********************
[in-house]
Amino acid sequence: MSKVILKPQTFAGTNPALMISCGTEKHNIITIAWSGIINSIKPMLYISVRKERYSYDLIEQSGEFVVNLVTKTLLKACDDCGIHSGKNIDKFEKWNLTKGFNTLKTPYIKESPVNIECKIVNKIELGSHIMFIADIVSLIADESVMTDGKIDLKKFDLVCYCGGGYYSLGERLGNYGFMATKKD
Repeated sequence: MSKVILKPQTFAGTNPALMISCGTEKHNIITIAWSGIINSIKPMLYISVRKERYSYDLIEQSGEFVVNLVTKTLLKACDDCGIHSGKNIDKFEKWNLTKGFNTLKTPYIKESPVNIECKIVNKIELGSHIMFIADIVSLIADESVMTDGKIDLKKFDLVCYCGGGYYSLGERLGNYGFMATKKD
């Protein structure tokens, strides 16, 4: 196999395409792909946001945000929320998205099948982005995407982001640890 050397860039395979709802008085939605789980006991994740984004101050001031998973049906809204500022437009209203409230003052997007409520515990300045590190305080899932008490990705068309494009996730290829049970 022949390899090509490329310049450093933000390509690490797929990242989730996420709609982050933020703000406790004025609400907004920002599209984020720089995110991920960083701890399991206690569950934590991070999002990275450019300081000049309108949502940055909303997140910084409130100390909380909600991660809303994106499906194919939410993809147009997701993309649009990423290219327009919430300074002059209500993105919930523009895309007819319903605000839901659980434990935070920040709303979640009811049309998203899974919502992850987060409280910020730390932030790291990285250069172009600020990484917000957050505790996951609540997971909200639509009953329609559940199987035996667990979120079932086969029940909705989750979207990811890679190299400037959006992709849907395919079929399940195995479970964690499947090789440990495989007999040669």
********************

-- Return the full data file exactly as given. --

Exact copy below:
[in-house]
Amino acid sequence: MSKVILKPQTFAGTNPALMISCGTEKHNIITIAWSGIINSIKPMLYISVRKERYSYDLIEQSGEFVVNLVTKTLLKACDDCGIHSGKNIDKFEKWNLTKGFNTLKTPYIKESPVNIECKIVNKIELGSHIMFIADIVSLIADESVMTDGKIDLKKFDLVCYCGGGYYSLGERLGNYGFMATKKD
Repeated sequence: MSKVILKPQTFAGTNPALMISCGTEKHNIITIAWSGIINSIKPMLYISVRKERYSYDLIEQSGEFVVNLVTKTLLKACDDCGIHSGKNIDKFEKWNLTKGFNTLKTPYIKESPVNIECKIVNKIELGSHIMFIADIVSLIADESVMTDGKIDLKKFDLVCYCGGGYYSLGERLGNYGFMATKKD
């Protein structure tokens, strides 16, 4: 196999395409792909946001945000929320998205099948982005995407982001640890 050397860039395979709802008085939605789980006991994740984004101050001031998973049906809204500022437009209203409230003052997007409520515990300045590190305080899932008490990705068309494009996730290829049970 022949390899090509490329310049450093933000390509690490797929990242989730996420709609982050933020703000406790004025609400907004920002599209984020720089995110991920960083701890399991206690569950934590991070999002990275450019300081000049309108949502940055909303997140910084409130100390909380909600991660809303994106499906194919939410993809147009997701993309649009990423290219327009919430300074002059209500993105919930523009895309007819319903605000839901659980434990935070920040709303979640009811049309998203899974919502992850987060409280910020730390932030790291990285250069172009600020990484917000957050505790996951609540997971909200639509009953329609559940199987035996667990979120079932086969029940909705989750979207990811890679190299400037959006992709849907395919079929399940195995479970964690499947090789440990495989007999040669």